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Pehr Christian Johansson (20 May 1817 – 12 December 1903) was a teacher, choreographer and balletmaster for the Russian Imperial Ballet. He was engaged at the Royal Swedish Ballet in 1829-41, and at the Imperial Russian Ballet in 1841-66.

Born in Stockholm, Sweden, he moved to Russia as a dancer and stayed on as one of the most important teachers in Russian history. He is remembered in Russia as exemplifying the artistic beauty of the male dancer. He began teaching in 1860 and by 1869, had become the leading ballet instructor at the Imperial Ballet School. He stayed there until his death in 1903. Johansson studied under Bournonville and partnered the great ballerina Marie Taglioni.

LifeEdit

Career in SwedenEdit

Johansson made his debut on the stage of the Royal Opera House in Stockholm. He became a student of the Royal Swedish Ballet of the Royal Swedish Opera in 1829, and was a premier dancer in 1837-40. During the 1830s, he was referred to as one of the male stars of the ballet alongside Anders Selinder, Vilhelm Pettersson and Carl Wilhelm Silfverberg.[1]

Naturally endowed to be a fine dancer, Crown Prince Oscar financed his studies for the great Danish choreographer August Bournonville.[2] After studying with Bournonville in Copenhagen for two years, Johansson earned the right to be called his pupil and was trained in the French classical style, la belle danse. Beautiful, flexible and graceful in the best tradition of the French school, Johansson attracted the attention of critics. In addition, the great Romantic ballerina, Marie Taglioni, made it a condition of her engagement in Stockholm that Johansson be her partner.

Johansson went on to partner other great ballerinas as well, especially during his time in St. Petersburg. Some of these were Fanny Elssler, Carlotta Grisi, Adèle Grantzow, Yelena Andreyanova, Tatyana Smirnova, Marfa Muravieva, Nadezhda Bogdanova and Fanny Cerrito.

Career in RussiaEdit

His move to Russia in 1841 helped Johansson's career as a dancer. At that time in Europe, the male danseur enjoyed less importance than that of the ballerina. Only in St. Petersburg could a male dancer achieve great success and there perform his own solos, rather than appearing only as a ballerina's partner. This perhaps explains the appearance of the great artistic talents, Marius Petipa, Jules Perrot, Arthur Saint-Leon and Johansson himself, at the Russian Imperial Ballet.

His stage career spanned four decades and included hundreds of ballets. When it ended in 1883, he continued teaching classes at the Imperial Ballet School on Theatre Street in St. Petersburg, something he had done for ten years already. By the end of the 19th century, there was not one ballerina appearing on the stage of the Maryinsky Theatre who had not been taught by Johansson, either at the Imperial Ballet School or at the Theatre's Classe de Perfection.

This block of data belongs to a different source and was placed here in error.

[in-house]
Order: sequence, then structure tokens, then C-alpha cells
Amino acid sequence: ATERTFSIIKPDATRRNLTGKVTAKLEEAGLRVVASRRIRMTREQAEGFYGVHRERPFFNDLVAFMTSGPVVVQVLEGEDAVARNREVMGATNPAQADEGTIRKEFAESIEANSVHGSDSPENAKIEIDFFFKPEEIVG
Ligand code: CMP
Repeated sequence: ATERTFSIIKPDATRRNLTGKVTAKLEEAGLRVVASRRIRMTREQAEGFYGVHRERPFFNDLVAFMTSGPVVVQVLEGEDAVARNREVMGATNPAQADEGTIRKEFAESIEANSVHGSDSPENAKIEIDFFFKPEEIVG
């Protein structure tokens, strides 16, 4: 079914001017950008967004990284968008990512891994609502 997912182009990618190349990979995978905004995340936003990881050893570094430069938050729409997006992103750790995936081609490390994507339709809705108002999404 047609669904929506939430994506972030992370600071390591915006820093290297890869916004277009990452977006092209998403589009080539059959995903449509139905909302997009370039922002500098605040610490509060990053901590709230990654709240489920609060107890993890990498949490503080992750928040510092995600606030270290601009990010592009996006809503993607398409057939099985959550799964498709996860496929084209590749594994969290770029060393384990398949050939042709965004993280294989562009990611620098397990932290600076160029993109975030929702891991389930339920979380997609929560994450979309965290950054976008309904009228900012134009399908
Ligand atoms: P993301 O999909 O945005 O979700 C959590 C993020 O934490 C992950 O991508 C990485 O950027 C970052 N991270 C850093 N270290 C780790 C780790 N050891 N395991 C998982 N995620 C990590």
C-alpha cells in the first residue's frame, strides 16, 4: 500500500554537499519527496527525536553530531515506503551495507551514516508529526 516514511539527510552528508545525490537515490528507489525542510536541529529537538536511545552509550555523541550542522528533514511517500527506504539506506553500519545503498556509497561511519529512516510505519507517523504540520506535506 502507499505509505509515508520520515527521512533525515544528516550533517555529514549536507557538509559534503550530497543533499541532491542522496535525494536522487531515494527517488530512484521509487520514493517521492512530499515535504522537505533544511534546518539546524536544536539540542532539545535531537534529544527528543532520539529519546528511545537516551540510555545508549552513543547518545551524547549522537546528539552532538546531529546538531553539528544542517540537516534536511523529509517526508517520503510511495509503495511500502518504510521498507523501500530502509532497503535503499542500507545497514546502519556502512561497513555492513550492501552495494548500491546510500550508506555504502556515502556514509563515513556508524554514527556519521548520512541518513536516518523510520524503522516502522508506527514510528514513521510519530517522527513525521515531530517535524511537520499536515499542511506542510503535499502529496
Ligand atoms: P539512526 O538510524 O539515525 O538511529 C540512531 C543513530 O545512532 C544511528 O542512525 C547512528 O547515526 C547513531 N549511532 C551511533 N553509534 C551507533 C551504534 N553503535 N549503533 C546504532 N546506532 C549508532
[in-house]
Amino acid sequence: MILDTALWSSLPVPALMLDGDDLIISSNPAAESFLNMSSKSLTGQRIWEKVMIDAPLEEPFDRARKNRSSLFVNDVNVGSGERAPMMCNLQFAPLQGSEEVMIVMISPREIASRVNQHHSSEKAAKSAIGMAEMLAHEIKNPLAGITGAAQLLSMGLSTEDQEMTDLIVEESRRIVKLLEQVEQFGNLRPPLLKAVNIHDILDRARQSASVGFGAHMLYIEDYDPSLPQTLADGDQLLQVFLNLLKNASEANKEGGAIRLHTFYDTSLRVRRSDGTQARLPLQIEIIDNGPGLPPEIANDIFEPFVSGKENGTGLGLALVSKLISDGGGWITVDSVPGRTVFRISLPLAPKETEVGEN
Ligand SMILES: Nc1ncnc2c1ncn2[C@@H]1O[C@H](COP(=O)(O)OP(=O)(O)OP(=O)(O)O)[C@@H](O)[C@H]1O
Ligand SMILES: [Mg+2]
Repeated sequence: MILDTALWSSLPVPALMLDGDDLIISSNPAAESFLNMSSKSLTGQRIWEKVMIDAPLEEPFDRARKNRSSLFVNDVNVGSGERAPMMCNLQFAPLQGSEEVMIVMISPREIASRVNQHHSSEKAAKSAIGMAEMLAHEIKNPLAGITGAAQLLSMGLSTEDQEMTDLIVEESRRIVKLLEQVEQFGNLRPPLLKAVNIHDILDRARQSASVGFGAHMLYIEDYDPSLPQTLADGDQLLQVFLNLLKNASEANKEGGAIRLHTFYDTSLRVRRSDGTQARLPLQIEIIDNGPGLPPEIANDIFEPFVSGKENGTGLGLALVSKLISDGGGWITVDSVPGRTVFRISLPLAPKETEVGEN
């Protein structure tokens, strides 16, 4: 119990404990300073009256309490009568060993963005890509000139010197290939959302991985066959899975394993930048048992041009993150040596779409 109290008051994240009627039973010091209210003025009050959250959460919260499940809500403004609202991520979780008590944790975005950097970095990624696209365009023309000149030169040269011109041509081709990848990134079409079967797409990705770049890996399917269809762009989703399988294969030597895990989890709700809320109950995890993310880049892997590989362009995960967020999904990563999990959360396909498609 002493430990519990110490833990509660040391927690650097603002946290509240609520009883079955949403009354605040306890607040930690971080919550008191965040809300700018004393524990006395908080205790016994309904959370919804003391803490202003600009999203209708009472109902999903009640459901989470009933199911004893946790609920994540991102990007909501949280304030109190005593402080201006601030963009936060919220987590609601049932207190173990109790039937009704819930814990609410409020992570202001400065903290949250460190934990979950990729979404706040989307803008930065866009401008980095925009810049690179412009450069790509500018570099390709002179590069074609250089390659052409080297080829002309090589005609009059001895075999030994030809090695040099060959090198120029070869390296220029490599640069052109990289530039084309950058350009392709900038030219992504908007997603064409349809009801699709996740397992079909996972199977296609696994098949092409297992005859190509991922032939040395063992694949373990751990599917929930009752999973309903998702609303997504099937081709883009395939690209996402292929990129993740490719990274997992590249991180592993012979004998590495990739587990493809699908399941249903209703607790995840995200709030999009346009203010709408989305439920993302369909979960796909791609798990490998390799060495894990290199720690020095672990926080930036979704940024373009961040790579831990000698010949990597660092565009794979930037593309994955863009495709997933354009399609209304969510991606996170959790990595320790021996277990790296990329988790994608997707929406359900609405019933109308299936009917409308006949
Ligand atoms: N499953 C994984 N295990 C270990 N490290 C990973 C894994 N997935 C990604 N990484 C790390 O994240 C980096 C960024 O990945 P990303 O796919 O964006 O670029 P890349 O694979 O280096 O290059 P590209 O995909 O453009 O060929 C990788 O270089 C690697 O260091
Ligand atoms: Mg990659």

Tall and thin, with seemingly perfect posture, the aging Johansson would appear in ballet class with a small violin and thick stick. He used this in order to keep the musical beat underneath his mumbled counts of the music. Sometimes the stick was set aside and, instead of his melancholic voice, his violin would sing and enliven the class with simple melodies from the ballets of his youth. This was a novel approach for the relatively severe atmosphere of the school. A calm, well-mannered man, he set an example of graciousness and was admired by the students.

Among his students: his daughter Anna Johansson, Pavel Gerdt, Platon Karsavin, Tamara Karsavina, Nikolai Legat, Sergei Legat, Olga Preobrajenska, Maria Gorshenkova, Mathilde Kschessinska, Yevguenya Sokolova, Prackovia Lebedeva, Varvara Nikitina, Agrippina Vaganova, Anna Pavlova, Marie Petipa etc.

LegacyEdit

Johansson's pupils were not the only ones who were influenced by him. The Imperial Ballet Master, Marius Petipa, would often observe his classes, watching and remembering. After those visits, Johansson would say laughingly, "Once again the old man is stealing something from me..." In truth, Petipa usually sent male dancers to Johansson to have their variations choreographed. Dancers would occasionally recognize their teacher's classroom combinations in Petipa's ballets. It has been substantiated that Johansson himself created and choreographed most of the male variations in the Petipa / Tchaikovsky ballet The Sleeping Beauty (1890).

Christian Johansson's daughter, the ballerina Anna Christianovna Johansson (1860-1917), was a celebrated soloist of the St. Petersburg Imperial Ballet and created roles in nearly every important premiere throughout the late nineteenth century. Among the roles she created were: the fairy Canari que chant and the Diamond Fairy in the Pas de Quatre of the Precious Stones from Petipa's The Sleeping Beauty (1890), Aurora, goddess of the dawn in Petipa's The Awakening of Flora (1894), and the lead ballerina of the Waltz of the Flowers in the premiere of The Nutcracker (1892).

ReferencesEdit